Teacher Questions for Reflecting on #PhysEd Understandings

The questions we ask our students and the answers they give play an important role in assessing student understanding and learning in our #PhysEd programs.
Good teacher questions enable us to assess prior and changing student knowledge, give students the ability to demonstrate complex strategic understanding in a games or how they can transfer their knowledge and skills across sports.

In my eyes, and the eyes of many, Kath Murdoch (@kjinquiry) has been the authoritative figure in inquiry based education for some time now. The best thing about Kath is her emergence on Twitter as not only a source of invaluable information, but someone who is openly willing to share her knowledge and experience with teachers all around the world. Through connecting with her in a #pypchat recently I was able to collaborate with her in adapting her "Phases of Inquiry" for physical educators.

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This Teacher Questions for Reflecting on #PhysEd Understandings resource provides Physical Educators with some key questions which they can ask throughout a lesson or unit to encourage deeper student thinking about their learning and the changes in their understandings.

Throughout these phases questions are designed to do the following:

Students begin by thinking about their prior knowledge and understandings as well as what they need to know and what they would like to find out to deepen their understanding.
Students develop strategies for how they are going to move forward with their understandings and what resources they will need to do this. In this phase students will actively be taking part in activities and gathering information through self, peer and teacher feedback.
Students will reflect on their learning to date and begin to refocus their questions now that their understandings have changed, developing new questions to deepen their understanding further.
Students will continue to inquire into ways they can improve their understanding and knowledge working together and individually to demonstrate their current understandings.
Approaching the end of the unit/lesson students will reflect on the overall learning process and express their new knowledge and understandings. They will evaluate their performances and identify strengths and weaknesses.
Students will explore ways to take their new knowledge and understanding and transfer it to other sports/games as well as sharing highlights of their learning with their community (portfolio pieces).

Asking good questions is always important as an educator. They say "ask a stupid questions and you'll get a stupid answer" and this is never truer than in education. As progressive educators we need to challenge students with deep open ended questions which enable them to be the masters of their own learning destiny. The questions we ask merely facilitate them in their learning journey, guiding them down a path of self discovery and enabling them to be truly great inquirers.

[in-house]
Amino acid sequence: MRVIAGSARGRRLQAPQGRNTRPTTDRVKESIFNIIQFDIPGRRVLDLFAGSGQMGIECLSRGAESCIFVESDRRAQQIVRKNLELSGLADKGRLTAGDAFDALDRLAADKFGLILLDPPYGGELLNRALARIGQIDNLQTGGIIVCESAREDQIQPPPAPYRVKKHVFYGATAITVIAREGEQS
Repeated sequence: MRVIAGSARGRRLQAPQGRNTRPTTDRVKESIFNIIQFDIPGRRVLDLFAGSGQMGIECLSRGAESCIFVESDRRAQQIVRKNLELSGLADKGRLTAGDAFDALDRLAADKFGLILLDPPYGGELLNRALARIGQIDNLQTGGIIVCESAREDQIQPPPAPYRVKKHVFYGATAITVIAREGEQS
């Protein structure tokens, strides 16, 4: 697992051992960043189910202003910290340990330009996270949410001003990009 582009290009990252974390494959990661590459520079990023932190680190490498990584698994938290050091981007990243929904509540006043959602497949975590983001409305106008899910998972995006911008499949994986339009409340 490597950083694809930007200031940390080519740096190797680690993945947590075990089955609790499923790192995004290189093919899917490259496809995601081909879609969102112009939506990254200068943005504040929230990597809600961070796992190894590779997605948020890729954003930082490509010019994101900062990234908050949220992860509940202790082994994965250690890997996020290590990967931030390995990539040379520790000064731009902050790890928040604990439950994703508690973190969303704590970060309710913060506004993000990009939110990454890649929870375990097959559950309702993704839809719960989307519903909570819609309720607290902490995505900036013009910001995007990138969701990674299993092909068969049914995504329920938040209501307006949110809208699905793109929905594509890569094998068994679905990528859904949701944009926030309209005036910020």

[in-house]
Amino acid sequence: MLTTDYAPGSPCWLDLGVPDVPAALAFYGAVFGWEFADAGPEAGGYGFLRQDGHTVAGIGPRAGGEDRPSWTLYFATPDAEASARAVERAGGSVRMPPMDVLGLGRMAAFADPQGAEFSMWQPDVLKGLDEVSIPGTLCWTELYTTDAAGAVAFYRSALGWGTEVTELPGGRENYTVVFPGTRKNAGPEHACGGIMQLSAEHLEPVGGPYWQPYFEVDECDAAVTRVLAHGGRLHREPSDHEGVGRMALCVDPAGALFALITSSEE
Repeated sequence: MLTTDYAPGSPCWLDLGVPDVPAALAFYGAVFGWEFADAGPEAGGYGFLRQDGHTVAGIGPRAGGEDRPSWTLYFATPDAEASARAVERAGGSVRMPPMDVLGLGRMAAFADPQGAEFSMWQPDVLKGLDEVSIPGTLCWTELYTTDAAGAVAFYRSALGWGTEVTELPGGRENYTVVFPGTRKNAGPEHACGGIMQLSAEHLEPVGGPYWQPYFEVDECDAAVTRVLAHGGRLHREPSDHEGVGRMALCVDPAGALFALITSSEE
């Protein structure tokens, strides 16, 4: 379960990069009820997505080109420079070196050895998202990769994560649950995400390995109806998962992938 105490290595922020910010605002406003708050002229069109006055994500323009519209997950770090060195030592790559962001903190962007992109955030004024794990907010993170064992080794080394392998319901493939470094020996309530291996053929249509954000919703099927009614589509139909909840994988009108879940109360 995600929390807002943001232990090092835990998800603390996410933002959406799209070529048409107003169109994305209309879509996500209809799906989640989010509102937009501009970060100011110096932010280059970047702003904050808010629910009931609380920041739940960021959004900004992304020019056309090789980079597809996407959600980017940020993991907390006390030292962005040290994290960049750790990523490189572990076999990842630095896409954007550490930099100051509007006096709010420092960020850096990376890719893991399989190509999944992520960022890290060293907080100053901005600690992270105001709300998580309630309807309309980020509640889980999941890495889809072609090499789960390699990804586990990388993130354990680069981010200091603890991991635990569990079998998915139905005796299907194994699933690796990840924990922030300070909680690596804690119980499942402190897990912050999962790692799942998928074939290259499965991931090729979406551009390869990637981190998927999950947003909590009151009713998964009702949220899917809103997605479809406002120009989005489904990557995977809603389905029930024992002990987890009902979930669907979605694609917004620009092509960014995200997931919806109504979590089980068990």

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  1. coming up with good questions is sometimes a challenge. however, if you can question things even in the midst of a game that deal with strategy, teamwork, etc….. then you can hopefully avoid stupid answers with more targeted questions.

  2. The graphic organizer created/used for this article is the standout information. It truly helps to bring the point a view into focus. I plan to use and share this organizer with other fellow physical education teachers. Having this graphic next to me while I make lesson plans will make the questioning portion of my plans smooth and direct.

  3. I get nailed on questioning on every observation. I like these examples of questioning. The example I like most is asking the kids how they can share their knowledge on the concepts that they learned. I always imagine my students going home and practicing on the skills we teach them, but asking them to take it a step further and share with a little brother, sister, or cousin is something I never thought of asking them to do.

  4. Checking for understanding/questioning continuously throughout the lesson is key when ensuring students are “on the right track.” I really like the “going further” questions that are presented in the Phases of Inquiry. Allowing students to work together to learn and/or improve their understanding of a skill can be very effective if executed correctly.
    The reflection phase falls perfectly under lesson closure; having students evaluate what they did well/what needs improvement allows them to self reflect in order to improve on that skill the next time.